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  1. Schaeffner BC, Beveridge I
    Syst Parasitol, 2013 Sep;86(1):1-31.
    PMID: 23949646 DOI: 10.1007/s11230-013-9435-6
    Sampling of a large number of elasmobranchs from coastal waters off Borneo revealed the presence of five new species of Dollfusiella Campbell & Beveridge, 1994 (Trypanorhyncha: Eutetrarhynchidae), namely D. angustiformis n. sp., D. hemispinosa n. sp., D. spinosa n. sp., D. imparispinis n. sp. and D. parva n. sp. Dollfusiella angustiformis n. sp. is described from the spiral intestines of four species of the dasyatid stingray genus Himantura Müller & Henle from both the Indonesian and Malaysian parts of Borneo. All the other species were obtained from Malaysian Borneo. Dollfusiella hemispinosa n. sp. is described from the spiral intestines of three species of Himantura, whereas D. spinosa n. sp. was obtained from several specimens of Pastinachus solocirostris Last, Manjaji & Yearsley (Dasyatidae) as well as from Taeniura lymma 1 (sensu Naylor et al., 2012) (Dasyatidae), Neotrygon kuhlii 2 (sensu Naylor et al., 2012) (Dasyatidae), and Glaucostegus cf. typus (sensu Naylor et al., 2012) (Rhinobatidae). Dollfusiella imparispinis n. sp. is described from the spiral intestine of a single specimen of Chiloscyllium punctatum Müller & Henle (Hemiscyllidae) from the South China Sea off Sarawak, whereas D. parva n. sp. was obtained from several species of Himantura. Specimens of the five novel taxa possess scoleces covered with enlarged microtriches, a morphological characteristic exhibited by several other congeners. However, the new species differ from all congeners by possessing unique patterns of oncotaxy as well as combinations of additional morphological features. The number of valid species within Dollfusiella is increased to 26. For this reason, a key for the species of Dollfusiella is provided. Furthermore, novel information on hosts and geographic distribution is provided for two previously described species of Dollfusiella, D. michiae (Southwell, 1929) and D. spinulifera (Beveridge & Jones, 2000). The latter species differs slightly from the original description and shows a much higher variability with regard to the lengths of the scolex and muscular bulbs and the number of testes. These variable characters subdivided specimens of D. spinulifera into relatively distinct groups. However, the specimens did not differ in their oncotaxy and are considered to represent a single variable species.
    Matched MeSH terms: Elasmobranchii/parasitology*
  2. Chisholm LA, Whittington ID
    Syst Parasitol, 2012 Jun;82(2):167-76.
    PMID: 22581252 DOI: 10.1007/s11230-012-9358-7
    Three new species of Merizocotyle Cerfontaine, 1894 (Monogenea: Monocotylidae) are described from the nasal tissues of stingrays collected off Borneo. Merizocotyle macrostrobus n. sp. is described from the dwarf whipray Himantura walga (Müller & Henle) collected in shallow waters off Sematan, Sarawak, Malaysia. This species can be distinguished from the other members of the genus by the morphology of the sclerotised male copulatory organ, which is long with many twists and loops. The vaginae of this species are also long and looped. Merizocotyle papillae n. sp. is described from the roughnose stingray Pastinachus solocirostris Last, Manjaji & Yearsley collected off Sematan and Mukah, Sarawak, Malaysia. It is distinguished from the other species of Merizocotyle by the morphology of the male copulatory organ, which is a sclerotised tube that expands slightly and then tapers at the distal end, and by the presence of papillae on the dorsal edge of the haptor. Merizocotyle rhadinopeos n. sp. is described from the whitenose whip ray Himantura uarnacoides (Bleeker) collected off Manggar, East Kalimantan, Indonesia. It can be differentiated by the male copulatory organ, which is a short, narrow, curved, sclerotised tube tapering distally, and the path of the ovary, which runs anteriorly to the base of the oötype. We also provide details of new host and/or locality records for M. australensis (Beverley-Burton & Williams, 1989) Chisholm, Wheeler & Beverley-Burton, 1995, M. icopae Beverley-Burton & Williams, 1989 and M. pseudodasybatis (Hargis, 1955) Chisholm, Wheeler & Beverley-Burton, 1995.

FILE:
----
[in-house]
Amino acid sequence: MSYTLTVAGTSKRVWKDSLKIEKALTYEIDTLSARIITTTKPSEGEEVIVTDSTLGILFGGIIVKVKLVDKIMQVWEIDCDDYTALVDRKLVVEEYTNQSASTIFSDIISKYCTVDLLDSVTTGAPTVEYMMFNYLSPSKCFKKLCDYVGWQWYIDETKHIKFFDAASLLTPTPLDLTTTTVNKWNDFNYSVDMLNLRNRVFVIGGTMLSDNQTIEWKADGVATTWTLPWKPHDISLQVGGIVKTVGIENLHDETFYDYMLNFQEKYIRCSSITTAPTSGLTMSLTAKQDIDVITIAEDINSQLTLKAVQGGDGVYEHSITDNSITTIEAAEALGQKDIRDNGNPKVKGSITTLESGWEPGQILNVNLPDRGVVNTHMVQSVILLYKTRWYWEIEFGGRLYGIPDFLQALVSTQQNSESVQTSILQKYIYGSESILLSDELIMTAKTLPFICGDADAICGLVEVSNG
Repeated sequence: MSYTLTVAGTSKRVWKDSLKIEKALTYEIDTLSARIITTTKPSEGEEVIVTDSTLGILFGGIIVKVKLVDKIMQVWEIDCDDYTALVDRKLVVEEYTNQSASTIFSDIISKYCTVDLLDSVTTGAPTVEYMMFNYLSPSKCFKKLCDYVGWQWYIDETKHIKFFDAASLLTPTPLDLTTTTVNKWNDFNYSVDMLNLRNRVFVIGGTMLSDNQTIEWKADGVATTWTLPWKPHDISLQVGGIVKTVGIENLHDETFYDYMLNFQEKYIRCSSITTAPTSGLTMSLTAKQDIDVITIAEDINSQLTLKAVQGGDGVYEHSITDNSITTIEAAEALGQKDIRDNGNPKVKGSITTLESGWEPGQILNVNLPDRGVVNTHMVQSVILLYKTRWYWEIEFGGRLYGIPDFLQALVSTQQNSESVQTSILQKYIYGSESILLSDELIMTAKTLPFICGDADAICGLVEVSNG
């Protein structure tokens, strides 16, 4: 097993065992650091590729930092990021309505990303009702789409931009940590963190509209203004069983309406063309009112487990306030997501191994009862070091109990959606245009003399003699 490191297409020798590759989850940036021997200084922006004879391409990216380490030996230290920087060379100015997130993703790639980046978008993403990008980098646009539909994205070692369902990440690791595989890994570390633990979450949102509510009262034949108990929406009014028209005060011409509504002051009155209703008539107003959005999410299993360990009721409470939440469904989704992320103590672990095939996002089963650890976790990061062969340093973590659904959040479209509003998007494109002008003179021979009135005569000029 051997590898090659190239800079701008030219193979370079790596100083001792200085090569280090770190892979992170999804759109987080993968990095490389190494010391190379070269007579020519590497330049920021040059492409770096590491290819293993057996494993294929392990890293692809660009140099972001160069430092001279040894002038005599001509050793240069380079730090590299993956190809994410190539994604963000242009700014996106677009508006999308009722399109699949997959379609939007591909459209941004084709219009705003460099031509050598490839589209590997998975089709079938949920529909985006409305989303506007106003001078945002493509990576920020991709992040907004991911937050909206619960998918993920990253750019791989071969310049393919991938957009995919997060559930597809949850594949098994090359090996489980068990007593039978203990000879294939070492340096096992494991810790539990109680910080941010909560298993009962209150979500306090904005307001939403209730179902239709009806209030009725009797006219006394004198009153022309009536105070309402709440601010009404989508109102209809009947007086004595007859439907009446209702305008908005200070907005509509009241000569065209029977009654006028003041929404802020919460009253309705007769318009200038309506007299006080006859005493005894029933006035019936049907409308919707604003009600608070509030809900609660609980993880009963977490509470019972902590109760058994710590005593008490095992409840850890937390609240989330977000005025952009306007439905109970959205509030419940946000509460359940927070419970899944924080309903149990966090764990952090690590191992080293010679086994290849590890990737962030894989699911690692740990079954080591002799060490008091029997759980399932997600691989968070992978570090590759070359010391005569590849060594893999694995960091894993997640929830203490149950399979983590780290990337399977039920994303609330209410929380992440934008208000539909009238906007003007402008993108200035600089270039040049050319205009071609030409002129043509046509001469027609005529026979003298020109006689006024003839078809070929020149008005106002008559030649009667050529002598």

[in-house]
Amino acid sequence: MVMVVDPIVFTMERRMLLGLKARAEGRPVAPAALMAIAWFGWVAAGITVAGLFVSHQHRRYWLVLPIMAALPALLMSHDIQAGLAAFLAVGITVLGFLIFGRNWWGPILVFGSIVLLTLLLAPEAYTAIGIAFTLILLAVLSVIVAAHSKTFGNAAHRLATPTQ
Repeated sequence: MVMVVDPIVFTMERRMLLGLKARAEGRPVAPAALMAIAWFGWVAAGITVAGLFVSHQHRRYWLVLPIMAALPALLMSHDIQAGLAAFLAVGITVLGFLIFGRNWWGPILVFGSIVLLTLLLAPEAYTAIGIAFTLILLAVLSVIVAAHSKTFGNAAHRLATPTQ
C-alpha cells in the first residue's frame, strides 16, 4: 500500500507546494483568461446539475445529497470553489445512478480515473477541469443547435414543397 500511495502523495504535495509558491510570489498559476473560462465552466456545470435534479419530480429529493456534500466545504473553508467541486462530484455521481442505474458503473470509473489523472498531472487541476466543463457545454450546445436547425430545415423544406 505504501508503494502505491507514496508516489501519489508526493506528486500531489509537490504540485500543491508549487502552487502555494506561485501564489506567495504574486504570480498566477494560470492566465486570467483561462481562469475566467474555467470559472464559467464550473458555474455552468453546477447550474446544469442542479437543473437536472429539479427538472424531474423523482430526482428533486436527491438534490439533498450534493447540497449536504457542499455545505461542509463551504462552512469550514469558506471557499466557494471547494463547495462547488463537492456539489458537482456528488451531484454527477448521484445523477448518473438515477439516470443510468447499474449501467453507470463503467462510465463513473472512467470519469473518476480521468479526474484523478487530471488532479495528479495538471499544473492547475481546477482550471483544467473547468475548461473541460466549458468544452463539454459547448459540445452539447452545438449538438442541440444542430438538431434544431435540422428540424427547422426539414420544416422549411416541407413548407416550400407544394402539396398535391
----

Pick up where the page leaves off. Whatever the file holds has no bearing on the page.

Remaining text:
Matched MeSH terms: Elasmobranchii/parasitology*
  3. Beveridge I
    Syst Parasitol, 2008 Feb;69(2):75-88.
    PMID: 18038196
    Tetrarhynchobothrium tenuicolle Diesing, 1850 is redescribed from the type-specimens collected from Raja clavata Linnaeus in the Adriatic Sea. T. striatum (Wagener, 1854) is redescribed from voucher specimens from the type host, Myliobatis aquila Linnaeus, from the type-locality, off Naples, Italy. The two species are very similar in tentacular armature, but are provisionally maintained as independent species, since the armature of T. tenuicolle cannot be fully described and because all available specimens of T. striatum are immature, limiting comparisons of potential differences in segment anatomy. T. setiense Dollfus, 1969 is treated as a synonym of T. striatum. Zygorhynchus borneensis n. sp. is described from Himantura uarnacoides (Bleeker) and H. pastinacoides (Bleeker) off Sabah, Malaysia. The new species is distinguished from its congeners by the very small hooks present in the basal region and by the presence of a uterine pore. The metabasal tentacular armature of Didymorhynchus southwelli Beveridge & Campbell, 1988, described for the first time, is homeoacanthous and homeomorphous in form. However, it has a basal swelling with hook rows originating on the bothrial surface and terminating on the antibothrial surface of the tentacle.
    Matched MeSH terms: Elasmobranchii/parasitology*
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